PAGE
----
. Now if he had all the logic available in terms of this wonderful vision of his, why did he not latch on to that and why did he not, with the support of the Free State and Natal, go to PW Botha and say to him, Mr Prime Minister, or Mr President or whatever he was at that stage, he was the leader in chief, "I am a reformer, I have this vision for SA, can't we work together to accelerate the pace of reform so that we can have it done as a comprehensive programme over a number of years?" He didn't do that. If the explanation is that he was waiting to take over power before doing it, then he's a total egotist and an irresponsible one because we lost valuable years which could have, if things had happened earlier, could have changed the face of SA very much from what it is today. Or otherwise if he had the vision, he had the responsibility to put it into practice and he could have negotiated with PW from a position of power. Or otherwise he didn't have it. He didn't have it because he was never part of the verligte debate. Never. So I take that whole thing, not with a pinch of salt.

POM. Do you think that when he did begin the process, if someone had said to him on 2nd February 1990 when he announced the release of Mandela and the unbanning of the ANC, if someone had said to him, "Do you know what, in five years you're going to be out of power."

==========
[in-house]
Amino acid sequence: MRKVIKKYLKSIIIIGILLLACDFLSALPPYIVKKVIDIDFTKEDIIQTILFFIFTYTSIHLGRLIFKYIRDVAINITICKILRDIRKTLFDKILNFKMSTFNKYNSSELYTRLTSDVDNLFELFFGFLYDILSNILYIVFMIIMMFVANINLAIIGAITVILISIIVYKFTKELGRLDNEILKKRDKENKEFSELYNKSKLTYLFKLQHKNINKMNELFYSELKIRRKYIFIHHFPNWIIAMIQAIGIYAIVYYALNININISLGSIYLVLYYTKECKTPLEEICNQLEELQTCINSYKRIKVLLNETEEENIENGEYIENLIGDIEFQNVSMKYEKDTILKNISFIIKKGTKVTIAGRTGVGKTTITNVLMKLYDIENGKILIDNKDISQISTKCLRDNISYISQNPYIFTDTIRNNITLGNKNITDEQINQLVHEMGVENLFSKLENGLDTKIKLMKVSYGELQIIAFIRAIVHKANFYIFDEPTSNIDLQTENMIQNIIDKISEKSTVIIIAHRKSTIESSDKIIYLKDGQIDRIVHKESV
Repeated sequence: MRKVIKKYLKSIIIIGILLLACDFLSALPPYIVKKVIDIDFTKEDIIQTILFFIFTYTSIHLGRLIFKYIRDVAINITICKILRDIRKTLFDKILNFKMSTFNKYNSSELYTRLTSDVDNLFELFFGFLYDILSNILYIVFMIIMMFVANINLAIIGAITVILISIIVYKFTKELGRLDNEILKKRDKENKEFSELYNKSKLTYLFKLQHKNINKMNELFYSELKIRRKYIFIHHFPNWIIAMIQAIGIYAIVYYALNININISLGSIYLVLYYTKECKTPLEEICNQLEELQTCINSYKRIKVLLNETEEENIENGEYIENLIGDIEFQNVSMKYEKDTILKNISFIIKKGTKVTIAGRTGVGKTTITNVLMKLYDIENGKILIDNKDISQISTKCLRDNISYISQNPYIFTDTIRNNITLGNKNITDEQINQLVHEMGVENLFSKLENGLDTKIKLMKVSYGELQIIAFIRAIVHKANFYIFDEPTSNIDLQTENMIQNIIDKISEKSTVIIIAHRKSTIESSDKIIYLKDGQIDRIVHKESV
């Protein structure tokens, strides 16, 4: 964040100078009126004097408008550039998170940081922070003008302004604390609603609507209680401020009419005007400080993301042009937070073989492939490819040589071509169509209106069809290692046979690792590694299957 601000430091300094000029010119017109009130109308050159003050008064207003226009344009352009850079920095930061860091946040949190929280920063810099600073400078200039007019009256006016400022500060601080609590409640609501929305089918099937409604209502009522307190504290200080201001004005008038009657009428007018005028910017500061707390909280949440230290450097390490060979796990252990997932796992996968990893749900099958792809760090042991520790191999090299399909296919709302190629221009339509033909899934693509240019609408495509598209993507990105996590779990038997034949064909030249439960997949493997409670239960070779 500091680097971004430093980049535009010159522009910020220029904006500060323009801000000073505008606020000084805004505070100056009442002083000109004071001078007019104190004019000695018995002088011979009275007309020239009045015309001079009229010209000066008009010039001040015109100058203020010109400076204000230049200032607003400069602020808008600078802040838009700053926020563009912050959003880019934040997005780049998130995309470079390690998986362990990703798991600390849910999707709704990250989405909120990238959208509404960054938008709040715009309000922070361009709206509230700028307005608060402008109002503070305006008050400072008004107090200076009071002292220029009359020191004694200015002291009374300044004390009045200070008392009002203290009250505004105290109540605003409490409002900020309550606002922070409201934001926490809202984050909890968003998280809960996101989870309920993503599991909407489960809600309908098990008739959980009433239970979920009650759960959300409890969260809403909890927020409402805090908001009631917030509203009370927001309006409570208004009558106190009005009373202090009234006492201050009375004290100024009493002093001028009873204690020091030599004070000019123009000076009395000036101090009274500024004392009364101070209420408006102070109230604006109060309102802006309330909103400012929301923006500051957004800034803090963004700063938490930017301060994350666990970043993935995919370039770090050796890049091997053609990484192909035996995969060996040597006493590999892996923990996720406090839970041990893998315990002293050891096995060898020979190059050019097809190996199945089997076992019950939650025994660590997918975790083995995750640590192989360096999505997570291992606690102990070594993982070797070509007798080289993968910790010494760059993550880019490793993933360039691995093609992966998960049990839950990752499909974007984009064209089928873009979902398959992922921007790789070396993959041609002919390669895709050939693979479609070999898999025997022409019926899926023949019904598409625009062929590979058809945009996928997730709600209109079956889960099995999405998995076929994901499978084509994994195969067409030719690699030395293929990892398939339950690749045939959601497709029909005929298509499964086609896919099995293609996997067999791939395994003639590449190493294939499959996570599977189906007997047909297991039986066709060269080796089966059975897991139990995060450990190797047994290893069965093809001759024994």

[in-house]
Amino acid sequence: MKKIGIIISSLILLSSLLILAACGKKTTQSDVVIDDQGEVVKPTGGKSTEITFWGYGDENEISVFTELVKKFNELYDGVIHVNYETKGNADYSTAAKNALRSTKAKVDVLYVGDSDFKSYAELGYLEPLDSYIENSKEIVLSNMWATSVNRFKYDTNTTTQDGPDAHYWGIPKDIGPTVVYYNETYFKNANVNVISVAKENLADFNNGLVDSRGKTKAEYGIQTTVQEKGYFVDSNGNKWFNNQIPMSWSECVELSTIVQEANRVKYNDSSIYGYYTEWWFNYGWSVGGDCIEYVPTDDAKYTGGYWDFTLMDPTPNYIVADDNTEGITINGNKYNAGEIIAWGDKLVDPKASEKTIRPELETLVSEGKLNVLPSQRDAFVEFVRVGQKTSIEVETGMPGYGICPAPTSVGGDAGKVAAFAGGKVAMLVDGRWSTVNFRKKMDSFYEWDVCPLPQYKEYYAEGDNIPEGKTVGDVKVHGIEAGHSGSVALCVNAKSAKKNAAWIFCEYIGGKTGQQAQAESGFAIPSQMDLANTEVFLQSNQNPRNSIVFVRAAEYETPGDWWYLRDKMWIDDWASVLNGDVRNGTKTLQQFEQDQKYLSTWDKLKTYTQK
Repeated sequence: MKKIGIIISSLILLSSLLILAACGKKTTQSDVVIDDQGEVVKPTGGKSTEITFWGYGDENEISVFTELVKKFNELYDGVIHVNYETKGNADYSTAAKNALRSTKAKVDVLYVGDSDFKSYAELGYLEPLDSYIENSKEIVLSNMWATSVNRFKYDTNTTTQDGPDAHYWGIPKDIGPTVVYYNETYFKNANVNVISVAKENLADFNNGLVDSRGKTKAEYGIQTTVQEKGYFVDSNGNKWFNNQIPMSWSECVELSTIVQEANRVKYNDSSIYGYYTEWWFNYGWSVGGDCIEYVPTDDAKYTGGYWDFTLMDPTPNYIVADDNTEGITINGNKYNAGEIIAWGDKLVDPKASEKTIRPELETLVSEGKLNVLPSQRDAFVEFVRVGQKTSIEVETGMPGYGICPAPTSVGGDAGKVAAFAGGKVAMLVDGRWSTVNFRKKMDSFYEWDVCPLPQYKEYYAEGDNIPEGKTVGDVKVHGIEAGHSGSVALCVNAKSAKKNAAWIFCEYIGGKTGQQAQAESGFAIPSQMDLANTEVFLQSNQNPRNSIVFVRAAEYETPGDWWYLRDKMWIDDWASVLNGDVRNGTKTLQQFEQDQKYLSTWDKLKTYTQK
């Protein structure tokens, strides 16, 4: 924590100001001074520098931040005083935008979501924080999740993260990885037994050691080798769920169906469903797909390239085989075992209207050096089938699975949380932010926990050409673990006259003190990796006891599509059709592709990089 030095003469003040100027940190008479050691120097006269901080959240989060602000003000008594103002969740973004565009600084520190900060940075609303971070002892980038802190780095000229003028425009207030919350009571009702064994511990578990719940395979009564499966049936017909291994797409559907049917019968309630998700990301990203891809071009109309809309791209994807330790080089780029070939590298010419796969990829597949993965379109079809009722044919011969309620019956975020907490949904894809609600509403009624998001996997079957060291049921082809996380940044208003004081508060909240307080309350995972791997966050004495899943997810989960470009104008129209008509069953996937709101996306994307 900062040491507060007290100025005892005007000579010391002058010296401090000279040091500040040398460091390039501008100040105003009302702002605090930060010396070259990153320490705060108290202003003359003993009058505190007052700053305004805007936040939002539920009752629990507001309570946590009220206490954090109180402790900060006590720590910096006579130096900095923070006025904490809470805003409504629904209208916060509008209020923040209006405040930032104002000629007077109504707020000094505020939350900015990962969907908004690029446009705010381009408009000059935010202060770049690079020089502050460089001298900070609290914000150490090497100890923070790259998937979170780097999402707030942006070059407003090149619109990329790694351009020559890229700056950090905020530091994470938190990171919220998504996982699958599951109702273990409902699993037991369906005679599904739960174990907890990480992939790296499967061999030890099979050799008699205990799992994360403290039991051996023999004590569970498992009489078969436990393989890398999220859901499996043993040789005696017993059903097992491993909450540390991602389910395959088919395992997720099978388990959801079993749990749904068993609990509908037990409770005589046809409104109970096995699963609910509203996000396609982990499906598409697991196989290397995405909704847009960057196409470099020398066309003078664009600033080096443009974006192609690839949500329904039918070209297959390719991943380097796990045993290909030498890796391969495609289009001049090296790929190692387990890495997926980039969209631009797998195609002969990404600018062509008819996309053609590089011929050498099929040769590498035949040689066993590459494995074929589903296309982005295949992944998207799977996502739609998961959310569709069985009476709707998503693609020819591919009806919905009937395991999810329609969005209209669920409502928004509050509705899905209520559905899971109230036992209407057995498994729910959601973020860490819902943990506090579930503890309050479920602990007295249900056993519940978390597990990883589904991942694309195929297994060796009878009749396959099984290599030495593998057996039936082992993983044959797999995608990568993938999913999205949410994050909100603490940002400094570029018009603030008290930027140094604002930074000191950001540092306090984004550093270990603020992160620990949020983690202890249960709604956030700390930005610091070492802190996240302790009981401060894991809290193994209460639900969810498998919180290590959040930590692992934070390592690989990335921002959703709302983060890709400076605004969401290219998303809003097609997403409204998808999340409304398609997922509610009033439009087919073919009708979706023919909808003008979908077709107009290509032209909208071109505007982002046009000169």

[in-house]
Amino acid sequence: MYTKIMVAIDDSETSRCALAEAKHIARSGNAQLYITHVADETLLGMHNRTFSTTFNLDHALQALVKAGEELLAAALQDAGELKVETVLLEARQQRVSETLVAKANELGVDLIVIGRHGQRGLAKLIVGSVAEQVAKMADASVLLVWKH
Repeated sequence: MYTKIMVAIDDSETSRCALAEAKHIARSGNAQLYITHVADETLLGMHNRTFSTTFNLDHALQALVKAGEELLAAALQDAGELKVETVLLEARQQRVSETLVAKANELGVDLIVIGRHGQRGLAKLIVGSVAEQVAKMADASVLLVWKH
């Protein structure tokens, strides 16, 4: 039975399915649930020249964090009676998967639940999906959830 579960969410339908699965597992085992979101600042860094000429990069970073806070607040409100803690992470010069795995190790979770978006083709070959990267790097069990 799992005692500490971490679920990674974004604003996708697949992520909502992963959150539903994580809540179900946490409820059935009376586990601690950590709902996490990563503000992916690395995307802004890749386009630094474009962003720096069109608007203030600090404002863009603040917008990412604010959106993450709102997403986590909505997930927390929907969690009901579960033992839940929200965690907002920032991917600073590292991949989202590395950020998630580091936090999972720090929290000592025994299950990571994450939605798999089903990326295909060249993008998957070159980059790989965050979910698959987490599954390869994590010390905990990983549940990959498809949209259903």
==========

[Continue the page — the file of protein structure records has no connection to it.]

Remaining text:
BDP. He wouldn't have believed it. I think FW de Klerk lived in the notion that the blacks will regard him as the big saviour. He was the one, and because of the fact that he abolished apartheid, that he would get a great deal of support among the blacks, that he really brought about their liberation.

. Two of the most eloquent debaters on the kind of liberal democracy that he purports to have had as a vision, because he said yesterday that he was a very happy man now, so he must have achieved over 90% of his vision which he purported to have had for a long time. The logic that he was seeking in shooting down everybody and anybody shrunk back into oblivion when he opened his mind and gave us this wonderful but devastating logic. He never had that vision, he never understood the mind of the black people, like did Van Zyl, like did Helen Suzman. He doesn't acknowledge their influence. He seems to have worked it all out in his little dark room.